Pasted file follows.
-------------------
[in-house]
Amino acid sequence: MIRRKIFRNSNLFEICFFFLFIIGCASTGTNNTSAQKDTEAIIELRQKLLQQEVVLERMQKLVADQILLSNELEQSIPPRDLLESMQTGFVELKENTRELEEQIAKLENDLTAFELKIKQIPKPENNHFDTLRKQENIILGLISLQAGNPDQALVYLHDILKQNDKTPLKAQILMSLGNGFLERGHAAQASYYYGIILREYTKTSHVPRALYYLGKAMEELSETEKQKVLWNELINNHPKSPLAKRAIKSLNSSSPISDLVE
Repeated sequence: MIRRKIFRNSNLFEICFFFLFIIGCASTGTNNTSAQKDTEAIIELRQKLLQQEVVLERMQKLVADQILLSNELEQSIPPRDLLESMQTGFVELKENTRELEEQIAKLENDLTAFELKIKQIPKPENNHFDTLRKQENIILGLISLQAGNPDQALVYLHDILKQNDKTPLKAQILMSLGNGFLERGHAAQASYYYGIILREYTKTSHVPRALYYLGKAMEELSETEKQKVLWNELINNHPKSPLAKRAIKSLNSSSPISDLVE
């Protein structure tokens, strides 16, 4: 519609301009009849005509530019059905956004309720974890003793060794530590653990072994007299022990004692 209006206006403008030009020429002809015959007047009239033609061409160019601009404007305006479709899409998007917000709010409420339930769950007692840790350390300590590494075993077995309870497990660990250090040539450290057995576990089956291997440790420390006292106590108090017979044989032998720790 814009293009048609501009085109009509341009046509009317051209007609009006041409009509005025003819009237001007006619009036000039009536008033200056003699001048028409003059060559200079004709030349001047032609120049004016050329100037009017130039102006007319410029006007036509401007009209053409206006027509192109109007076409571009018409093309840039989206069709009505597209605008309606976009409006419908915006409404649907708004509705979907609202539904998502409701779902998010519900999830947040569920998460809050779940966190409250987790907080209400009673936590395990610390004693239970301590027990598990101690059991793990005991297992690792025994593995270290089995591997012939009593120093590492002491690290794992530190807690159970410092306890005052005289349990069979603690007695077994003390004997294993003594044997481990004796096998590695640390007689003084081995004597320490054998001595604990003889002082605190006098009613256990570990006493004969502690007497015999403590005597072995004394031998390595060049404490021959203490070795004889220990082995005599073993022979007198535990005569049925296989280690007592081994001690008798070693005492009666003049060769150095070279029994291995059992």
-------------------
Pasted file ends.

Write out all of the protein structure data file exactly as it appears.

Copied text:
[in-house]
Amino acid sequence: MIRRKIFRNSNLFEICFFFLFIIGCASTGTNNTSAQKDTEAIIELRQKLLQQEVVLERMQKLVADQILLSNELEQSIPPRDLLESMQTGFVELKENTRELEEQIAKLENDLTAFELKIKQIPKPENNHFDTLRKQENIILGLISLQAGNPDQALVYLHDILKQNDKTPLKAQILMSLGNGFLERGHAAQASYYYGIILREYTKTSHVPRALYYLGKAMEELSETEKQKVLWNELINNHPKSPLAKRAIKSLNSSSPISDLVE
Repeated sequence: MIRRKIFRNSNLFEICFFFLFIIGCASTGTNNTSAQKDTEAIIELRQKLLQQEVVLERMQKLVADQILLSNELEQSIPPRDLLESMQTGFVELKENTRELEEQIAKLENDLTAFELKIKQIPKPENNHFDTLRKQENIILGLISLQAGNPDQALVYLHDILKQNDKTPLKAQILMSLGNGFLERGHAAQASYYYGIILREYTKTSHVPRALYYLGKAMEELSETEKQKVLWNELINNHPKSPLAKRAIKSLNSSSPISDLVE
């Protein structure tokens, strides 16, 4: 519609301009009849005509530019059905956004309720974890003793060794530590653990072994007299022990004692 209006206006403008030009020429002809015959007047009239033609061409160019601009404007305006479709899409998007917000709010409420339930769950007692840790350390300590590494075993077995309870497990660990250090040539450290057995576990089956291997440790420390006292106590108090017979044989032998720790 814009293009048609501009085109009509341009046509009317051209007609009006041409009509005025003819009237001007006619009036000039009536008033200056003699001048028409003059060559200079004709030349001047032609120049004016050329100037009017130039102006007319410029006007036509401007009209053409206006027509192109109007076409571009018409093309840039989206069709009505597209605008309606976009409006419908915006409404649907708004509705979907609202539904998502409701779902998010519900999830947040569920998460809050779940966190409250987790907080209400009673936590395990610390004693239970301590027990598990101690059991793990005991297992690792025994593995270290089995591997012939009593120093590492002491690290794992530190807690159970410092306890005052005289349990069979603690007695077994003390004997294993003594044997481990004796096998590695640390007689003084081995004597320490054998001595604990003889002082605190006098009613256990570990006493004969502690007497015999403590005597072995004394031998390595060049404490021959203490070795004889220990082995005599073993022979007198535990005569049925296989280690007592081994001690008798070693005492009666003049060769150095070279029994291995059992």